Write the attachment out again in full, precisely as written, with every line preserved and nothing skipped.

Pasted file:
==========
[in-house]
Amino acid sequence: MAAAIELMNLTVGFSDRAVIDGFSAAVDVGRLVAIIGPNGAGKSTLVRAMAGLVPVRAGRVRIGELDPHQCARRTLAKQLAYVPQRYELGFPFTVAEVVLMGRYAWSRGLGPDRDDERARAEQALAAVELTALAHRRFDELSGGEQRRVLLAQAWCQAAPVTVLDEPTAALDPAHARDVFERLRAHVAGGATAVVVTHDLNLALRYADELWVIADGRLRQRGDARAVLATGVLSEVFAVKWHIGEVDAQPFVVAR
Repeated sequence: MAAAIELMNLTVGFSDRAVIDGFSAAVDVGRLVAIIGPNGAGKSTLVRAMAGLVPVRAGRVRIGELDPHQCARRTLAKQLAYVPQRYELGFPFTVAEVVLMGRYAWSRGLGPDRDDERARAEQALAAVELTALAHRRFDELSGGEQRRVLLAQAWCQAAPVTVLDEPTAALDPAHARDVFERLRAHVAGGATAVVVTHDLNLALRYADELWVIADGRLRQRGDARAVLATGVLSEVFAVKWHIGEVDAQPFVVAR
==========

[in-house]
Amino acid sequence: MAAAIELMNLTVGFSDRAVIDGFSAAVDVGRLVAIIGPNGAGKSTLVRAMAGLVPVRAGRVRIGELDPHQCARRTLAKQLAYVPQRYELGFPFTVAEVVLMGRYAWSRGLGPDRDDERARAEQALAAVELTALAHRRFDELSGGEQRRVLLAQAWCQAAPVTVLDEPTAALDPAHARDVFERLRAHVAGGATAVVVTHDLNLALRYADELWVIADGRLRQRGDARAVLATGVLSEVFAVKWHIGEVDAQPFVVAR
Repeated sequence: MAAAIELMNLTVGFSDRAVIDGFSAAVDVGRLVAIIGPNGAGKSTLVRAMAGLVPVRAGRVRIGELDPHQCARRTLAKQLAYVPQRYELGFPFTVAEVVLMGRYAWSRGLGPDRDDERARAEQALAAVELTALAHRRFDELSGGEQRRVLLAQAWCQAAPVTVLDEPTAALDPAHARDVFERLRAHVAGGATAVVVTHDLNLALRYADELWVIADGRLRQRGDARAVLATGVLSEVFAVKWHIGEVDAQPFVVAR